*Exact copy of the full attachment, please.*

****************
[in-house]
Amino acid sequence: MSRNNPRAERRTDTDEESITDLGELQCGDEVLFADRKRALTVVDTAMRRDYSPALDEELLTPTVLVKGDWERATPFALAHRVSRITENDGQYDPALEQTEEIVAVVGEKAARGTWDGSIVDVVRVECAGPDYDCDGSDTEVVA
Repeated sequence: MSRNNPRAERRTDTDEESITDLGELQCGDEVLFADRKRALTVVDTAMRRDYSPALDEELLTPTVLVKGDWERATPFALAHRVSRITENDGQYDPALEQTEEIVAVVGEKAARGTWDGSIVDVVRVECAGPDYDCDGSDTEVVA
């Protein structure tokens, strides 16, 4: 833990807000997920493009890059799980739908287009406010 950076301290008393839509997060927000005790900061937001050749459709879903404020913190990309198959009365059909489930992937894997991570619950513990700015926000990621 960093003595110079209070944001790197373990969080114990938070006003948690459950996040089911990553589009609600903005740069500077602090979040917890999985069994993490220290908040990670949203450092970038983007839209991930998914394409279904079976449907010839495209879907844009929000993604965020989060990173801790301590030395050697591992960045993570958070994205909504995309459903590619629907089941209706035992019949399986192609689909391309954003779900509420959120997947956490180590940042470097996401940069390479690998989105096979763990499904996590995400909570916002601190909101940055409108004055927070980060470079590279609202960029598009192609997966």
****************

[in-house]
Amino acid sequence: MSRNNPRAERRTDTDEESITDLGELQCGDEVLFADRKRALTVVDTAMRRDYSPALDEELLTPTVLVKGDWERATPFALAHRVSRITENDGQYDPALEQTEEIVAVVGEKAARGTWDGSIVDVVRVECAGPDYDCDGSDTEVVA
Repeated sequence: MSRNNPRAERRTDTDEESITDLGELQCGDEVLFADRKRALTVVDTAMRRDYSPALDEELLTPTVLVKGDWERATPFALAHRVSRITENDGQYDPALEQTEEIVAVVGEKAARGTWDGSIVDVVRVECAGPDYDCDGSDTEVVA
């Protein structure tokens, strides 16, 4: 833990807000997920493009890059799980739908287009406010 950076301290008393839509997060927000005790900061937001050749459709879903404020913190990309198959009365059909489930992937894997991570619950513990700015926000990621 960093003595110079209070944001790197373990969080114990938070006003948690459950996040089911990553589009609600903005740069500077602090979040917890999985069994993490220290908040990670949203450092970038983007839209991930998914394409279904079976449907010839495209879907844009929000993604965020989060990173801790301590030395050697591992960045993570958070994205909504995309459903590619629907089941209706035992019949399986192609689909391309954003779900509420959120997947956490180590940042470097996401940069390479690998989105096979763990499904996590995400909570916002601190909101940055409108004055927070980060470079590279609202960029598009192609997966």